Client: “I haven’t thought about that for years.”
Therapist: “This escapade also includes the lament of exemption from the consequences of your behavior. Simon was not immune, like you. You got away with it.”
Client: “I was quick on my feet and I could talk my way out of anything.”
Therapist: “That ability gives us a fictitious sense of power and control over the circumstances of life. We end up defining our self worth in terms of this very minor, superficial trait.”
Client: “What’s wrong with that?”
Therapist: “It’s only the gift of gab; it is hardly a prescription for a healthy, gratifying existence. For instance, it does nothing to relieve you of your underlying contempt for the limits of your judgment. You end up being all mouth no brains.”
Client: “I had everybody fooled, didn’t I?”
Therapist: “You even succeeded at fooling yourself. Your weak spot was your judgment. Your great trick was to overcompensate for the unworthiness of your judgment.”
Client: “How did I do that?”
Therapist: “By imagining that your judgment was superior to the judgment of everyone else, that you knew in advance that you could take things and emerge unscathed. By believing that you could talk you way out of anything, you predicted the future and knew that you would be immune to any consequences thrown at you.”
Client: That’s stupid isn’t it?”
Therapist: “There you go again. It is not a matter of stupidity. It’s a matter of learning things about yourself that are not true.”
Client: “What do you mean? What is true?”
Therapist: “That you were a little boy and you made little boy mistakes. You compounded these human childish mistakes by taking them personally, as if they were a reflection on your intelligence and your self worth. When you got through compounding this pain, you didn’t have any self worth left. You grew up feeling worthless and stupid.”
Client: “That’s how I have always felt; I just didn’t want anyone to find out.”
Therapist: “When we try to conceal our secret stupidity in ways that don’t make any sense, the secret usually comes out one way or another.”
Client: “I’m always screwing up.”
Therapist: “When you do, you mistakenly perceive the screw-up as if it were a confirmation of your stupidity, which is an error in thinking because there was no stupidity in the first place.”
Client: “What other mistakes did I make?”
Therapist: “You made the mistake of perpetually blaming yourself. You imagined that your childhood ignorance was permanent and would last forever, which of course it does not.”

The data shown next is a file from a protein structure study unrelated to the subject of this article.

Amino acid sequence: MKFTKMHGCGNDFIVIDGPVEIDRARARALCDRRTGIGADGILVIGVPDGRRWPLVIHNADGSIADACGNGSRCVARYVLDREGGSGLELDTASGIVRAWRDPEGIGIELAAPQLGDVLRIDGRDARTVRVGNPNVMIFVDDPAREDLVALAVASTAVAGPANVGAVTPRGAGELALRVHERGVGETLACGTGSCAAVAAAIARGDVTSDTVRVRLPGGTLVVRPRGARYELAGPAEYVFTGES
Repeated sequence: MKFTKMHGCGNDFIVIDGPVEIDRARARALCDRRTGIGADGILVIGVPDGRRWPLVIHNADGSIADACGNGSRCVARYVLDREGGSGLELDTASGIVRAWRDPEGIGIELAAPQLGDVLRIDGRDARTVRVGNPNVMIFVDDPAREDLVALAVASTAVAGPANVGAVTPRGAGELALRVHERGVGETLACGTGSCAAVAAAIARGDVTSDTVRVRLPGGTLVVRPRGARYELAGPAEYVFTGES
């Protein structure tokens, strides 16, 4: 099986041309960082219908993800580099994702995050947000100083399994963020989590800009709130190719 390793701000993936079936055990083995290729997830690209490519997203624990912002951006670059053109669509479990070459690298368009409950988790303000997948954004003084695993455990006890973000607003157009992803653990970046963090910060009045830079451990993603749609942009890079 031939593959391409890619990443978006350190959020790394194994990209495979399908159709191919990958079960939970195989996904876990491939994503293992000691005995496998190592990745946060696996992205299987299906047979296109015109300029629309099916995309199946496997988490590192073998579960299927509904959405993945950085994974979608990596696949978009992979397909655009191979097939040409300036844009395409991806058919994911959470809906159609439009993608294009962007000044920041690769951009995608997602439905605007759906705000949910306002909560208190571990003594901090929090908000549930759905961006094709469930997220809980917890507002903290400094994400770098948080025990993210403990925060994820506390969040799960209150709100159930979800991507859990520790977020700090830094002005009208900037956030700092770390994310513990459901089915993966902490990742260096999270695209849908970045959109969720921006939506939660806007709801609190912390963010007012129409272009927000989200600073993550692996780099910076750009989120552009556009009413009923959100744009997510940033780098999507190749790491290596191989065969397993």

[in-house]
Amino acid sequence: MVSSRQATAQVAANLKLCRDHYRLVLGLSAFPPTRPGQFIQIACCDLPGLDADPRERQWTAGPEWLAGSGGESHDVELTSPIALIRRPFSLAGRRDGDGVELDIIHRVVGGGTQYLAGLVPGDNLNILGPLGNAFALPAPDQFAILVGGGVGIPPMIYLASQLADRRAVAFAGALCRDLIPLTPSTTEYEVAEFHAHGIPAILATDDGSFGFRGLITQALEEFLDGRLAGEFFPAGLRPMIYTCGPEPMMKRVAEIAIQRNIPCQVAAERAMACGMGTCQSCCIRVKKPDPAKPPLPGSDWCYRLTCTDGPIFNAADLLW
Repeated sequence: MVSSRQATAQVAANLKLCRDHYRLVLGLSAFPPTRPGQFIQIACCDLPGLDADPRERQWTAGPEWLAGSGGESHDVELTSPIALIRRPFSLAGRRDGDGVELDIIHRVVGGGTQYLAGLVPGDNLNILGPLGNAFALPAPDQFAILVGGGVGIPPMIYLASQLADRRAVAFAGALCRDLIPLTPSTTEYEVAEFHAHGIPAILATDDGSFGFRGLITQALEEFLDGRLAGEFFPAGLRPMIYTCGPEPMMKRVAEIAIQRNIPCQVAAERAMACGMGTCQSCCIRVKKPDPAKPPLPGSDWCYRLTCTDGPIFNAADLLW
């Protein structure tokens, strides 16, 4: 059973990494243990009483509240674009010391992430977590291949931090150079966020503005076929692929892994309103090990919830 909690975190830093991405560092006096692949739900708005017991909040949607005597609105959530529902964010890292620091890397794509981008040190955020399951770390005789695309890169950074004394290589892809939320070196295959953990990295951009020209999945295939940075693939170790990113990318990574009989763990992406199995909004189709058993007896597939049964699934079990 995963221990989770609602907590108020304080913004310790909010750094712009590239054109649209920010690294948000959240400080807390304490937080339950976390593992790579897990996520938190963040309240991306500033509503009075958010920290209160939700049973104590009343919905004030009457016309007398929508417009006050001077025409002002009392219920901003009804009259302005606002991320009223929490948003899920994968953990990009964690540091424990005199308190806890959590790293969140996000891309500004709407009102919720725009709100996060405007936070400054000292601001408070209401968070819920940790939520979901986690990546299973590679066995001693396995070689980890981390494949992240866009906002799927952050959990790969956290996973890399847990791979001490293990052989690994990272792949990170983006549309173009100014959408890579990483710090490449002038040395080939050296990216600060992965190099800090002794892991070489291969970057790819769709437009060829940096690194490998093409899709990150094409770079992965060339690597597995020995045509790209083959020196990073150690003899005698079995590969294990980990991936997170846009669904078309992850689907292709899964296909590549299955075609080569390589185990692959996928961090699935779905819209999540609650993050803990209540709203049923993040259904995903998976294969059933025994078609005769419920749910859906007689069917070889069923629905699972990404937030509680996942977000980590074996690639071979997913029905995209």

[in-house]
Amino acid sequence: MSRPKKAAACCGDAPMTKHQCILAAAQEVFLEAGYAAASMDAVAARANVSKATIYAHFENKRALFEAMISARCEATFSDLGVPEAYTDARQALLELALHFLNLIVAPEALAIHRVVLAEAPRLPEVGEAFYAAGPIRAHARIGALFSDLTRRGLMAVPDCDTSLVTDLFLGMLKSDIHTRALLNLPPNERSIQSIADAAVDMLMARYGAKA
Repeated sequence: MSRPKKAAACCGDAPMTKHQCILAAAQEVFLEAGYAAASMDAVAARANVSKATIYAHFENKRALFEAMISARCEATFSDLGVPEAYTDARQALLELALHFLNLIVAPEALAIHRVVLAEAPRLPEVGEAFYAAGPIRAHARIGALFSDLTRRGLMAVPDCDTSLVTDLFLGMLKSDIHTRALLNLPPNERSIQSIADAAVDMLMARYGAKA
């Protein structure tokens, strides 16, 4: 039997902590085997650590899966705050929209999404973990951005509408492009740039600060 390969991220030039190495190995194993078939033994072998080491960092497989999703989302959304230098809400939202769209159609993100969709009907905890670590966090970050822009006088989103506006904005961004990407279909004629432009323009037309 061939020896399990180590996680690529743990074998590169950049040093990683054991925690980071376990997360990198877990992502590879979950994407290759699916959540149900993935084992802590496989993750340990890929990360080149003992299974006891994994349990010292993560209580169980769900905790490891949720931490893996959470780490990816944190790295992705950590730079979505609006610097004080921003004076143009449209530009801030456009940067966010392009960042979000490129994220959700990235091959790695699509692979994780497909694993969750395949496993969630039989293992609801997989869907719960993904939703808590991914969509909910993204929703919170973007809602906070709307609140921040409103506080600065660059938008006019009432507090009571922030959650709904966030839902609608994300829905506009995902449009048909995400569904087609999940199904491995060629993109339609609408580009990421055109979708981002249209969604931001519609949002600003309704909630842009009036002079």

Client: “So I overcompensated by proving myself to others to get their approval. That’s stupid.”
Therapist: “Nope, that wasn’t stupid either. Stupidity has to do with one’s level of intelligence. The efforts you made to prove yourself to relieve the pain of your self-contempt did not arise out of your intellect. They arose out of feeling that you have about yourself. If these emotional conclusions are mistaken and unrealistic, you will have trouble coping with reality.”
Client: “I believed that my judgment couldn’t be trusted.”
Therapist: “That’s right. That was something you have come to accept as ‘fact’. You didn’t question it rationally or objectively when you were a child. And you never went back to check it out.”
Client: “I’ve been struggling ever since.”
Therapist: “That belief of yours is a double edged sword. One side is that you cannot trust your judgment positively. The other side is that you cannot trust it negatively.”
Client: “What does that mean?”
Therapist: “It means you can only trust your judgment to be wrong and let you down.”
Client: “So when I come up with a good decision, I doubt it will work, so I go ahead and do the opposite.”
Therapist: “Exactly. What happens when you doubt your judgment?”
Client: “It’s always a disaster. I could kick myself for not trusting my gut. I was right the first time, but doubted what I was thinking.”
Therapist: “This is how you confirm over and over again that your judgment cannot be trusted. Your self doubt kicks in and overrides your initial approach. It is this doubt that sabotages your happiness and success in the real world. It is entirely consistent with your identity of self-contempt.”
Client: “It proves that I am just being me doesn’t it?”
Therapist: “Yes. This is how you maintain the consistency of your childhood role as the stupid five-year-old that you used to be. It’s a payoff in a way. It is reassuring to know that you haven’t changed, you are still you even if it a stupid, unhappy you.”
Client: “Well it feels awful.”
Therapist: “It is awful. But these choices are not judgments at all. They are negative beliefs. They have nothing to do with your intelligence. They are emotional. They come from the heart, not the head. You keep overriding your mature adult judgment in the present with this childish belief from first grade. This approach makes sure that you don’t get any happiness, which you feel ‘stupid’ people do not deserve.”
Client: “Why don’t I stop?”